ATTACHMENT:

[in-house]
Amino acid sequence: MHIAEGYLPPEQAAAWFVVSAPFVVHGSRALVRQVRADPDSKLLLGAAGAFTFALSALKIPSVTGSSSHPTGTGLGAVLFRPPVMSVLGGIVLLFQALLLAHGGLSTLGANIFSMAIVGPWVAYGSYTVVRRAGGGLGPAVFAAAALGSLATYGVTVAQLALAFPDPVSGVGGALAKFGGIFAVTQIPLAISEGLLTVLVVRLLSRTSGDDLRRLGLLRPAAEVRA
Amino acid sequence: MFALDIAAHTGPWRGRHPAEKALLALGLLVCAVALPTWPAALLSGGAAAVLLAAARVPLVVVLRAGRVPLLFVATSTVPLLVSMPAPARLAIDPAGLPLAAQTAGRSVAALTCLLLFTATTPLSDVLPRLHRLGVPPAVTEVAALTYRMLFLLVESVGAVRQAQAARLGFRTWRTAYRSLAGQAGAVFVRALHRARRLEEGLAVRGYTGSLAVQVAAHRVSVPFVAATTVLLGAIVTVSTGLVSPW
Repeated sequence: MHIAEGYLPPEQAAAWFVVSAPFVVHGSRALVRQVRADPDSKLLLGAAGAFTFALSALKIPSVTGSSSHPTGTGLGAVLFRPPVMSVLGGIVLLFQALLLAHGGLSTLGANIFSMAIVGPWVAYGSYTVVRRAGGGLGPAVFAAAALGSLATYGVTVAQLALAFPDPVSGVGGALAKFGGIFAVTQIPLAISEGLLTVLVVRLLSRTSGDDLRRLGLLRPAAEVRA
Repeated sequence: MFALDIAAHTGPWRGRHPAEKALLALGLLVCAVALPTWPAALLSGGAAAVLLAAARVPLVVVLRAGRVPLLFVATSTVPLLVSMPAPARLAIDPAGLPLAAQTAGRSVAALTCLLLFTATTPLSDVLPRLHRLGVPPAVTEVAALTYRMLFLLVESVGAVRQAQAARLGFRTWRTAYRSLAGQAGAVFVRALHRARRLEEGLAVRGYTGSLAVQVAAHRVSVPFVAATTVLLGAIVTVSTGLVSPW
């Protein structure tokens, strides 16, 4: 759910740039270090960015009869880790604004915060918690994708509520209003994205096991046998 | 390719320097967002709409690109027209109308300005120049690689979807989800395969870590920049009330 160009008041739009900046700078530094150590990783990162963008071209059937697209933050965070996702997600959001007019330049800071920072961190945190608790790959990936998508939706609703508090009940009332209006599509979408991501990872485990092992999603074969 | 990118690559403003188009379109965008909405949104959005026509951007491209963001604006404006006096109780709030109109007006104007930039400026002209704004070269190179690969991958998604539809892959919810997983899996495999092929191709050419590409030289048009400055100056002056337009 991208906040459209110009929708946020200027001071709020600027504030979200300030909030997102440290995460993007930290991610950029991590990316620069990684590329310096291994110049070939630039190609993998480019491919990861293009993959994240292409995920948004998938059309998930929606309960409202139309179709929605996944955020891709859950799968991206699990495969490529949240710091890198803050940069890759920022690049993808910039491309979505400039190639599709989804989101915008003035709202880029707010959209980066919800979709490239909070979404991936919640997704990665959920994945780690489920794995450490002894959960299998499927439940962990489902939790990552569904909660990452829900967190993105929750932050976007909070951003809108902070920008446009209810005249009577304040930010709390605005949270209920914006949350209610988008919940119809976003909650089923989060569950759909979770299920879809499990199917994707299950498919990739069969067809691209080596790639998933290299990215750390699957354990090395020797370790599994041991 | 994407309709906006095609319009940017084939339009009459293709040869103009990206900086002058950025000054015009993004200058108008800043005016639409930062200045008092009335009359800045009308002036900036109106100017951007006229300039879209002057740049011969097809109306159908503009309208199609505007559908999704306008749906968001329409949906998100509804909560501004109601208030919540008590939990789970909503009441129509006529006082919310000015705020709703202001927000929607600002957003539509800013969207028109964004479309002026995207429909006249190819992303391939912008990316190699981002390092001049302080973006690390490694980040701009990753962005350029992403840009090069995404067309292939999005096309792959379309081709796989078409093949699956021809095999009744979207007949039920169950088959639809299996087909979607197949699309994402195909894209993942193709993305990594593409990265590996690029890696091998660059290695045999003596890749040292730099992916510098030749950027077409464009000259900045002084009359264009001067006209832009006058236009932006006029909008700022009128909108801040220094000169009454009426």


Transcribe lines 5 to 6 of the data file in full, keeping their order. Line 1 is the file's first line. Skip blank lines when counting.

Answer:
Repeated sequence: MFALDIAAHTGPWRGRHPAEKALLALGLLVCAVALPTWPAALLSGGAAAVLLAAARVPLVVVLRAGRVPLLFVATSTVPLLVSMPAPARLAIDPAGLPLAAQTAGRSVAALTCLLLFTATTPLSDVLPRLHRLGVPPAVTEVAALTYRMLFLLVESVGAVRQAQAARLGFRTWRTAYRSLAGQAGAVFVRALHRARRLEEGLAVRGYTGSLAVQVAAHRVSVPFVAATTVLLGAIVTVSTGLVSPW
């Protein structure tokens, strides 16, 4: 759910740039270090960015009869880790604004915060918690994708509520209003994205096991046998 | 390719320097967002709409690109027209109308300005120049690689979807989800395969870590920049009330 160009008041739009900046700078530094150590990783990162963008071209059937697209933050965070996702997600959001007019330049800071920072961190945190608790790959990936998508939706609703508090009940009332209006599509979408991501990872485990092992999603074969 | 990118690559403003188009379109965008909405949104959005026509951007491209963001604006404006006096109780709030109109007006104007930039400026002209704004070269190179690969991958998604539809892959919810997983899996495999092929191709050419590409030289048009400055100056002056337009 991208906040459209110009929708946020200027001071709020600027504030979200300030909030997102440290995460993007930290991610950029991590990316620069990684590329310096291994110049070939630039190609993998480019491919990861293009993959994240292409995920948004998938059309998930929606309960409202139309179709929605996944955020891709859950799968991206699990495969490529949240710091890198803050940069890759920022690049993808910039491309979505400039190639599709989804989101915008003035709202880029707010959209980066919800979709490239909070979404991936919640997704990665959920994945780690489920794995450490002894959960299998499927439940962990489902939790990552569904909660990452829900967190993105929750932050976007909070951003809108902070920008446009209810005249009577304040930010709390605005949270209920914006949350209610988008919940119809976003909650089923989060569950759909979770299920879809499990199917994707299950498919990739069969067809691209080596790639998933290299990215750390699957354990090395020797370790599994041991 | 994407309709906006095609319009940017084939339009009459293709040869103009990206900086002058950025000054015009993004200058108008800043005016639409930062200045008092009335009359800045009308002036900036109106100017951007006229300039879209002057740049011969097809109306159908503009309208199609505007559908999704306008749906968001329409949906998100509804909560501004109601208030919540008590939990789970909503009441129509006529006082919310000015705020709703202001927000929607600002957003539509800013969207028109964004479309002026995207429909006249190819992303391939912008990316190699981002390092001049302080973006690390490694980040701009990753962005350029992403840009090069995404067309292939999005096309792959379309081709796989078409093949699956021809095999009744979207007949039920169950088959639809299996087909979607197949699309994402195909894209993942193709993305990594593409990265590996690029890696091998660059290695045999003596890749040292730099992916510098030749950027077409464009000259900045002084009359264009001067006209832009006058236009932006006029909008700022009128909108801040220094000169009454009426």